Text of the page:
There’s an indisputable symbiosis between the creative and tech communities, and nowhere was this mating dance more apparent than the Closer Look at the VR World gathering at Milk Studios. An eclectic group of people from the arts, sciences, media, and social justice co-mingled with some of the leading pioneers in virtual reality, including Saschka Unseld from Oculus Story Studio and Mike Woods from Framestore. The conference was purposely held in NYC because as one speaker said, “VR is less interesting when only tech people interact with it.”
So what happens when you unleash the artists, the dancers, the dreamers and put them in a room with the people who made the Game of Thrones VR walk on the Wall? Well a lot of talk about storytelling and what form it could take in the embryonic medium. Will the experience be more passive like the filmed VR experiences that wash over you or more interactive as in the game engine VR experiences that allow you to be an active participant? How can you craft a story if you don’t know what the protagonist (you) will do? A lot of head scratching ensued.
Or will VR be best suited to creating empathy amongst humans by allowing you to put yourself in another’s shoes? Picture a Ferguson-like reenactment where you get to be the cop, and then reverse roles and be the victim. Would that work as a training tool for police? This kind of work is already being pioneered by our friend Nonny de la Pena and her numerous Immersive Journalism projects.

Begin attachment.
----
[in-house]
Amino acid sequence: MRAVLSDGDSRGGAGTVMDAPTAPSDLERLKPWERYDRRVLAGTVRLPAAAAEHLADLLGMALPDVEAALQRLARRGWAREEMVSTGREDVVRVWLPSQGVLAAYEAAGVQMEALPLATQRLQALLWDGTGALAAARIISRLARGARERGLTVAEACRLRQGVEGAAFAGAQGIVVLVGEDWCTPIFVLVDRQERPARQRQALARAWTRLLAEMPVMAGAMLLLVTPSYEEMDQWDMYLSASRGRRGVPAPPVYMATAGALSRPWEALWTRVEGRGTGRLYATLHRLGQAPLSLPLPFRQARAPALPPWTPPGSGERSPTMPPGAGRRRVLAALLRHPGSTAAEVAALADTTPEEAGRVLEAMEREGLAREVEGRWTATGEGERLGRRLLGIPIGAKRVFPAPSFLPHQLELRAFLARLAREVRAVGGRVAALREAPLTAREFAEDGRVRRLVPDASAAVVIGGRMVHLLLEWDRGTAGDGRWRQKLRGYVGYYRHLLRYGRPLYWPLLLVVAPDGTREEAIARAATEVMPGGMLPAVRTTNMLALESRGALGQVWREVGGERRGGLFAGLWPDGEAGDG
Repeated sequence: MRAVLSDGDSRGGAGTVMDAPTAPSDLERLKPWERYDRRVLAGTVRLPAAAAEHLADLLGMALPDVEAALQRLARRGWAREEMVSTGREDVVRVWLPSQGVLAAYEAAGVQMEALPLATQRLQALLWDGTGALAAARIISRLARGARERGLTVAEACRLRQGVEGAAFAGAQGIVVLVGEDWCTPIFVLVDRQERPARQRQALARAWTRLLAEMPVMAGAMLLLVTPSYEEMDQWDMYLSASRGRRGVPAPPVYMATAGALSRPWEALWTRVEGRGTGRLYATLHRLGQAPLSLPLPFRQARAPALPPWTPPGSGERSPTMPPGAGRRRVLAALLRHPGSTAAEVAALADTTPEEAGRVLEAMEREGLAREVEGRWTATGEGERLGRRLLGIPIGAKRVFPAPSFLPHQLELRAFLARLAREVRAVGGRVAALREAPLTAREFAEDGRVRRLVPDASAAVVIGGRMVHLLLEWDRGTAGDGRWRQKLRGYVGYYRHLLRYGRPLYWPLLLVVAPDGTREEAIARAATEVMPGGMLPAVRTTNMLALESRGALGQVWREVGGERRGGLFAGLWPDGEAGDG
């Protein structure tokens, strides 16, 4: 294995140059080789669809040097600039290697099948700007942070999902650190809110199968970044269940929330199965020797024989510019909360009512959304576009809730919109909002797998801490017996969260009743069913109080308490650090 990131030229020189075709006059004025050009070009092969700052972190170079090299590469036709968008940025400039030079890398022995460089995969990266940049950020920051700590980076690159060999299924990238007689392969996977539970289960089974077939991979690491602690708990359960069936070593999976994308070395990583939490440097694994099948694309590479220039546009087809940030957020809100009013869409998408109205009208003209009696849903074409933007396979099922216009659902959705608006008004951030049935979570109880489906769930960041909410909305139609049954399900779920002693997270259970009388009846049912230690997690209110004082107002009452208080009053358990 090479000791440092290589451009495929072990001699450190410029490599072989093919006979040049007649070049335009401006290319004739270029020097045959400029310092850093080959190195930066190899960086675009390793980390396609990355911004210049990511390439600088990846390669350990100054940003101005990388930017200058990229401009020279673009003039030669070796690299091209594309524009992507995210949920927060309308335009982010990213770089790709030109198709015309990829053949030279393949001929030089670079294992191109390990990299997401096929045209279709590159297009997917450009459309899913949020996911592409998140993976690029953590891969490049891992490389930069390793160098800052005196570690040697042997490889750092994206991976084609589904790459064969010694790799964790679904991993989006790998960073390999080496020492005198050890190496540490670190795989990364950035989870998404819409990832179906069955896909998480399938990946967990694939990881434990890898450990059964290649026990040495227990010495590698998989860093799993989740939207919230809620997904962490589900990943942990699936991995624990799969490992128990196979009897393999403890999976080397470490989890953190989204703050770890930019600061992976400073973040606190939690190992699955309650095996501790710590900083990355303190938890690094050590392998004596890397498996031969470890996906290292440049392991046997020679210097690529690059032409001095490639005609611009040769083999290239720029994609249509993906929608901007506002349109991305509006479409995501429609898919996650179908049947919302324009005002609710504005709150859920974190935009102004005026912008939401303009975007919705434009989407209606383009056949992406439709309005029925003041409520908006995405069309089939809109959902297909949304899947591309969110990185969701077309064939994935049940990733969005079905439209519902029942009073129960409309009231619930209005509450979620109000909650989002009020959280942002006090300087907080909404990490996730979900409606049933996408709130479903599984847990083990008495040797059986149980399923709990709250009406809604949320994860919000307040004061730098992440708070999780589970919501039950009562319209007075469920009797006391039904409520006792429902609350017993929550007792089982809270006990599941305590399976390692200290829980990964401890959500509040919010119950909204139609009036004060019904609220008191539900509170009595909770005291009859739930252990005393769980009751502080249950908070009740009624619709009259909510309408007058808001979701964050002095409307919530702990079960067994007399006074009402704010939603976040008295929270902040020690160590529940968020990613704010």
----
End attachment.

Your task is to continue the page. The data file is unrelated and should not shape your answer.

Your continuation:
As immersive as VR is, and the technology will only get better, what’s missing in these simulations is that they focus solely on the sense of being in a transformative place to trigger emotion. You’re in space, you’re in a forest, you’re in a fantasy world. What’s missing in these experiences are other emotional triggers that naturally push our buttons, evoke memories and make our heart’s race, like music, nostalgia and stories of love. When all these triggers are activated along with arcs that tug at you, that’s when true immersion will happen.
What everyone agreed with was this: putting someone somewhere they’re not and having their brain tell them that they are, well, that’s pretty incredible.
Donning a helmet surrounded by motion sensors, I walked towards the precipice of the Game of Thrones wall, and later while wildlings threw fireballs at me, I died, just a little.